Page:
Book Review: The Cases that India Forgot by Chintan Chandrachud
Can a state Legislature imprison a critic and summon a excessive Court choose to seem earlier than it? Are religion-based private legal guidelines above basic Rights? Why did the Punjab police arrange a band to have a good time the defeat of the state in a case of sexual harassment? Is it authorized for the federal government to arm untrained non-public residents to take part in counter-insurgency operations? How did Parliament come to move the First Amendment to the Constitution permitting for caste-based reservations? And why did the Supreme Court acquit a rape accused primarily based on the victims’ sexual historical past? In this guide, constitutional knowledgeable Chintan Chandrachud takes us behind the scenes and tells us the tales of ten extraordinary and dramatic authorized instances from the 1950s to the current day which have all however light from public reminiscence. Written in a energetic, riveting fashion, this guide has a solid of characters that features the who’s who of the Indian authorized system. It additionally paints an sudden image of the Indian judiciary: the Courts will not be all the time on the fitting facet of historical past or justice, and so they don’t all the time have the final phrase on the issues earlier than them. This entertaining guide is an incisive look into the functioning of Indian establishments.
Blurb of The Cases That India Forgot
Check out the guide ‘The Cases That India Forgot‘ here.
About the Book
The Cases that India Forgot, is a must-read book on the cases that we might have not understood the importance of while reading a plethora of case laws in law school. The book carves a legal journey from the 1950s to the present day and takes you on a memorable ride. Divided into four chapters: Politics, Gender, Religion, and National Security, it makes you question the working of our government and society.
Institutional Failure to behind the scenes of the court of law, the book scratches your head till you are thoroughly stunned.
The Cases That India Forgot is written in a simple yet engrossing, almost irresistible style. If you are a person who has wondered about the independence of the judiciary and the loopholes in the law, all your questions will be answered, although in an unexpected manner.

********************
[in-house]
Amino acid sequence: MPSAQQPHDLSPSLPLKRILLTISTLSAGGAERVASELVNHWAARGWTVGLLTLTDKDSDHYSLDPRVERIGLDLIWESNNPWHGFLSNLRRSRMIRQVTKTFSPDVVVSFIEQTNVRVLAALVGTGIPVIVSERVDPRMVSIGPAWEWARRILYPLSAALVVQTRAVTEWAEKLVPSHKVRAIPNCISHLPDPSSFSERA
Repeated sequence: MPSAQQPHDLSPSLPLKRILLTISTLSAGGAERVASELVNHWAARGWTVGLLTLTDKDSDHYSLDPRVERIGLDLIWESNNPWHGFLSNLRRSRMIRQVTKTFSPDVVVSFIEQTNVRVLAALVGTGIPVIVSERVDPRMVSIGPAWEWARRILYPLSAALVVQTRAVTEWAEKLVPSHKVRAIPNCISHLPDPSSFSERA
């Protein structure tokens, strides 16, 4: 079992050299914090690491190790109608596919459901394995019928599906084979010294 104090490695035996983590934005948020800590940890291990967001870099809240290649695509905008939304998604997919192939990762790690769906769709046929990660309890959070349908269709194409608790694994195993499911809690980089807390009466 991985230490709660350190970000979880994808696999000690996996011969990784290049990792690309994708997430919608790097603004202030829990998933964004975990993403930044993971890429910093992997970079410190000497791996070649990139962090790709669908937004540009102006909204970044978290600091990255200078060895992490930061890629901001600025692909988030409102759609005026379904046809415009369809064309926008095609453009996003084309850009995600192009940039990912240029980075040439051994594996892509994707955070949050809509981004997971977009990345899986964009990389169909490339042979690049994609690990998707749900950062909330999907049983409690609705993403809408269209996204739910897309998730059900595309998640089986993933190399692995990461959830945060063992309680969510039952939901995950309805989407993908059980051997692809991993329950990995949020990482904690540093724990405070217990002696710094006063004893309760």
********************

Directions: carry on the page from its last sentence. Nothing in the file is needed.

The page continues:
It tactfully deals with the law of land, in a very real sense while staying true to the essence of the Constitution. I thoroughly enjoyed walking on this thin line of tabloid sensationalism and legal understanding, and I am sure it will speak to you as well. The political and social aspects have been given due recognition in legal cases, which we often overlook due to our myopic perspective.
The book focuses on the cases which have faded from public memory but should be given equal importance. It is established that our judiciary is not immune to political influence and abuse of position. In the words of the author, ‘National Security is a shield that protects legitimate government action, but it can often be a cover for a multitude of sins’.
Even although the Supreme Court is taken into account the apex courtroom and the Constitution is the Supreme Law of the nation, the judiciary has few taints in its status. Surprisingly, the legislation college curriculum doesn’t make clear dissenting judgments of landmark instances. While we’d understand how Justice Khanna’s dissent in ADM Jabalpur value him the place of Chief Justice, now we have forgotten the worth of Justice Sarkar’s dissent within the Keshav Singh Case.
Similar topics of delicate nature like manipulation of the Constitution under the veil of political sensitivity have been completely explored at size.
Further, the gender part of the guide delves into the instances of two girls belonging to polar reverse sections of society. However, this divide of their social strata has no bearing on the psychological harassment confronted by a girl whose modesty has been outraged. It was disheartening to know that flag bearers of the structure itself have indulged in sufferer shaming and discrimination.
Touching on unstable topics of caste and faith, the guide serves because the reminder of realizing how private legal guidelines have overridden the rules of secularism and inclusivity. These landmark judgments function a basis stone of our socio-political panorama.
Skipping throughout the obstacles of caste, class, gender, and place, the guide serves as a kaleidoscope of legalism.
Check out the guide ‘The Cases That India Forgot’ here.
The guide is rooted in actuality, which is spectacular. It presents you a reality by reality account of issues, making you increase eyebrows and ask questions.
Needless to say, these 200 pages present a special but worthwhile perspective in direction of the world of legislation.
Go purchase it proper now and focus on it along with your academics/colleagues/friends!
About the Author:
Legal luminary and Constitutional Law knowledgeable, Chintan Chandrachud comes from the household unit of authorized giants like Hon’ble Justice D. Y. Chandrachud and Hon’ble Justice Y.V. Chandrachud. The writer is blessed with a watch for the structure and authorized intricacies, which exhibits in his aptitude for writing.
Other books by the Author
Balanced Constitutionalism: Courts and Legislatures in India and the United Kingdom (2020) (see here).
Check out the guide ‘The Cases That India Forgot‘ here.
You might take a look at different blogs posts at Lawctopus here.
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